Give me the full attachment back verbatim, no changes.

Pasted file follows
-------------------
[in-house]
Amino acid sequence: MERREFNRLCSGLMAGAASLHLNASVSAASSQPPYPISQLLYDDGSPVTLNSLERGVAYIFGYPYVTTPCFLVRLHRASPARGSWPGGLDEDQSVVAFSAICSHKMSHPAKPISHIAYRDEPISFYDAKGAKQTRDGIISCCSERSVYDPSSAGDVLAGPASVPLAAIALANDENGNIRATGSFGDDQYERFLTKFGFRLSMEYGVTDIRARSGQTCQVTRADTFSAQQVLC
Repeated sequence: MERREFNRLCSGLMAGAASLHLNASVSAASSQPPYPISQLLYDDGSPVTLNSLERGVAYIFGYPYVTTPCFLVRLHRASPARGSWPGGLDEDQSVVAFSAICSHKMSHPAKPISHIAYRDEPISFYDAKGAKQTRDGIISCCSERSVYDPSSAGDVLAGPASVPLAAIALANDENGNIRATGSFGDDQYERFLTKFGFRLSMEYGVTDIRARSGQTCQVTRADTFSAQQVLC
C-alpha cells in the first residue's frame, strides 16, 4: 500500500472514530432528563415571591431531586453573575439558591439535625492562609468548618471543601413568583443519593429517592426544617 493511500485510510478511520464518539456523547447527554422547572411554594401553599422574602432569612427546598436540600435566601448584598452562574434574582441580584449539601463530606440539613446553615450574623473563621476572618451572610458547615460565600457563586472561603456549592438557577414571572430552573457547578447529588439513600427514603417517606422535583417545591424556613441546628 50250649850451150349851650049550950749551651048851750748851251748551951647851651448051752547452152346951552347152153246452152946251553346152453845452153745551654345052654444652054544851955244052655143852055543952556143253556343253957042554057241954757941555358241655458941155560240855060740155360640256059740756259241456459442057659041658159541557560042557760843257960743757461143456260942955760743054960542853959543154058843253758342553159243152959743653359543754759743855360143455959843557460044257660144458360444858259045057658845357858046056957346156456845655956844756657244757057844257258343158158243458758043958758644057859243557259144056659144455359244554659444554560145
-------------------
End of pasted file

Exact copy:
[in-house]
Amino acid sequence: MERREFNRLCSGLMAGAASLHLNASVSAASSQPPYPISQLLYDDGSPVTLNSLERGVAYIFGYPYVTTPCFLVRLHRASPARGSWPGGLDEDQSVVAFSAICSHKMSHPAKPISHIAYRDEPISFYDAKGAKQTRDGIISCCSERSVYDPSSAGDVLAGPASVPLAAIALANDENGNIRATGSFGDDQYERFLTKFGFRLSMEYGVTDIRARSGQTCQVTRADTFSAQQVLC
Repeated sequence: MERREFNRLCSGLMAGAASLHLNASVSAASSQPPYPISQLLYDDGSPVTLNSLERGVAYIFGYPYVTTPCFLVRLHRASPARGSWPGGLDEDQSVVAFSAICSHKMSHPAKPISHIAYRDEPISFYDAKGAKQTRDGIISCCSERSVYDPSSAGDVLAGPASVPLAAIALANDENGNIRATGSFGDDQYERFLTKFGFRLSMEYGVTDIRARSGQTCQVTRADTFSAQQVLC
C-alpha cells in the first residue's frame, strides 16, 4: 500500500472514530432528563415571591431531586453573575439558591439535625492562609468548618471543601413568583443519593429517592426544617 493511500485510510478511520464518539456523547447527554422547572411554594401553599422574602432569612427546598436540600435566601448584598452562574434574582441580584449539601463530606440539613446553615450574623473563621476572618451572610458547615460565600457563586472561603456549592438557577414571572430552573457547578447529588439513600427514603417517606422535583417545591424556613441546628 50250649850451150349851650049550950749551651048851750748851251748551951647851651448051752547452152346951552347152153246452152946251553346152453845452153745551654345052654444652054544851955244052655143852055543952556143253556343253957042554057241954757941555358241655458941155560240855060740155360640256059740756259241456459442057659041658159541557560042557760843257960743757461143456260942955760743054960542853959543154058843253758342553159243152959743653359543754759743855360143455959843557460044257660144458360444858259045057658845357858046056957346156456845655956844756657244757057844257258343158158243458758043958758644057859243557259144056659144455359244554659444554560145